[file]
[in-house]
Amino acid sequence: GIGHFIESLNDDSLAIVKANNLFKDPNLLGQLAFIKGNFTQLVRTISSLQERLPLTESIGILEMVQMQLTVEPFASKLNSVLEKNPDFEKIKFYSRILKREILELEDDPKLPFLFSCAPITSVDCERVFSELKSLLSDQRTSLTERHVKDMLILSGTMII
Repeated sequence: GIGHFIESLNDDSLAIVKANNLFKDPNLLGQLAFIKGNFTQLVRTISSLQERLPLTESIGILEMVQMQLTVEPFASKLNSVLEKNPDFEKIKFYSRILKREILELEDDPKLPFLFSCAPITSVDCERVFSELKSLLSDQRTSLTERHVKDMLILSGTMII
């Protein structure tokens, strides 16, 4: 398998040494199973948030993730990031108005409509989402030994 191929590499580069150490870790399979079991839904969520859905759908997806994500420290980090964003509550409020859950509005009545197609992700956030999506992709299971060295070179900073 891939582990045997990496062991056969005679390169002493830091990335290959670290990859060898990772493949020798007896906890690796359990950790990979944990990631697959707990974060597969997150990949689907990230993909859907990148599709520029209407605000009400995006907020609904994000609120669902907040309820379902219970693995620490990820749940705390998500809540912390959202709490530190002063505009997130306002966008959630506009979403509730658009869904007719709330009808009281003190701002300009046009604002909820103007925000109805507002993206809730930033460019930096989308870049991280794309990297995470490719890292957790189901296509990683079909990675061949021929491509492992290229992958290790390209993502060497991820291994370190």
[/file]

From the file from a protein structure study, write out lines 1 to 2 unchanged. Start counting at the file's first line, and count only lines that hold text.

[in-house]
Amino acid sequence: GIGHFIESLNDDSLAIVKANNLFKDPNLLGQLAFIKGNFTQLVRTISSLQERLPLTESIGILEMVQMQLTVEPFASKLNSVLEKNPDFEKIKFYSRILKREILELEDDPKLPFLFSCAPITSVDCERVFSELKSLLSDQRTSLTERHVKDMLILSGTMII